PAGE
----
Creating Fine Art Photos of Olympic National Park
Where are some of the best places to take photos in Washington? Certainly, the Olympic National Park would be on your top ten photo list as it is a dream destination for landscape photographers due to the different photography opportunities its landscape provides.
You may be wondering “What is the Olympic National Park known for?” Olympic National Park is known for the diversity of its ecosystems --- it has a rugged pacific coastline, a rainforest as well as an old-growth forest, and glacier glad-mountain peaks. It was originally established as a national monument in 1909 and 1938, Olympic National Park was established as a means to preserve some of Washington's quickly disappearing primeval forests.
As noted above, Olympic National Park is known for its rainforests. I have mentioned in my Tree Photography Gallery, trees are one of the most intriguing landscape “subjects” because the options are varied and thus, spending time photographing trees never becomes dull.
For example, taking photographs of the trees in the Hoh Rainforest or the Quinault Rainforest is never boring and certainly one of the most difficult things I have tried to attempt as a landscape photographer. The forest is chaotic with very little open space and is lacking in the simplicity is found in many fine art tree photographs (link to Sunrise Oak). Taking photos in the Hoh Rainforest is also challenging as everything is green – and wet – so finding contrast can be a challenge.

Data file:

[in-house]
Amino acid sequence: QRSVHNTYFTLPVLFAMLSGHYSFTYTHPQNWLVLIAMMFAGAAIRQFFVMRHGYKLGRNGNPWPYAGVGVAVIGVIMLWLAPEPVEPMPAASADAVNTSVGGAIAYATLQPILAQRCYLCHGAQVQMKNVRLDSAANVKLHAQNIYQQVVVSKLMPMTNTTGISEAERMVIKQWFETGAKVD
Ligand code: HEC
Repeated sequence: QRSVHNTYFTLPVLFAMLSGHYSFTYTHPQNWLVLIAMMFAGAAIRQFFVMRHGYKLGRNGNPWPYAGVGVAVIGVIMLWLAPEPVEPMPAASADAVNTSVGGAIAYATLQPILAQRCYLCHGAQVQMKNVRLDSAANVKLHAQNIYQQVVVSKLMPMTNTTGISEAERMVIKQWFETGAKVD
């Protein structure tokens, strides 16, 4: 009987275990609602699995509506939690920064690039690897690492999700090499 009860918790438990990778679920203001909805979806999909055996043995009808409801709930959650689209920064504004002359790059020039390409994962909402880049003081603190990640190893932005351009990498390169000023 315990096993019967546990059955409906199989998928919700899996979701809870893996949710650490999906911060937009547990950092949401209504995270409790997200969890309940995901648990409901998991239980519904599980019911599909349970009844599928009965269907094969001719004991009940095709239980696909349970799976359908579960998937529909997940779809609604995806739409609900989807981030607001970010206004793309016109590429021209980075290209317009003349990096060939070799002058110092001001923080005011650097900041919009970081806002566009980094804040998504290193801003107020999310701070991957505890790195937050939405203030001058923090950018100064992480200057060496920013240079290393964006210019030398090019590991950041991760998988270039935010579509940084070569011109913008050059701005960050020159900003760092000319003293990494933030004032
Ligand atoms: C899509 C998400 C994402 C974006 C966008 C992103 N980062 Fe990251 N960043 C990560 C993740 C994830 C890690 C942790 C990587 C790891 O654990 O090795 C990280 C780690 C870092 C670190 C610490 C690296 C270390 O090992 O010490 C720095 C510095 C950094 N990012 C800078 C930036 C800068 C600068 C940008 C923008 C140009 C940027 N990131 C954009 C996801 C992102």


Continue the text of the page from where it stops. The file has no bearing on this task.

My photography trip to Olympic National Park also included visiting and taking photographs of the Sul Duc Falls. The lush greenery in the Pacific Northwest rainforests make for truly fine art photography as the more you study the photograph, the more you see the different layers of green and are swept into the rainforest photo…. you are there in spirit…not just merely looking at the picture.
Last but not least, some of the best photographs of the Olympic Park Area would include photographing the coastal area of Ruby Beach as there are no more exciting places to take pictures than on the Washington coast. The empty backgrounds of the sea meeting sky allow for photographs of sea stacks on Ruby Beach to stand out in a dramatic way.
My fine art photographs of Olympic National Park capture the diversity of the area as well as the uniqueness of the landscape. Please take some time to view these Olympic National Park fine art prints and see which pictures capture your imagination as you wander visually through the lush rainforests and Washington coastline.
Visiting and Photographing Olympic National Park
Olympic National Park, in the northwest corner of Washington State, is off the beaten path compared to many of the other National Parks. It is also not as well known as parks like the Grand Canyon or Yellowstone. I think this is why I was delayed in my exploration and photography of this park.
The Park is spread over several different areas and ecosystems. This is great for both visitors and photographers. There is a wide variety of settings, activities, and things to do.
Before my first trip there, I did all the research that I could of locations, photos, sun angles, and tides. It was helpful, but it certainly doesn’t take the place of being there. Like anywhere I go for the first time, I tried to cover as much ground as I could on the first couple of days.
To work the rainforests and coastal areas, Forks, Washington is a good place to stay. This gives you access to both the Hoh and Quinault rainforests, along with all the coastal areas. It’s a little too far from the Hurricane Ridge area, and it’s best to stay in Port Angeles to visit that area of the Park.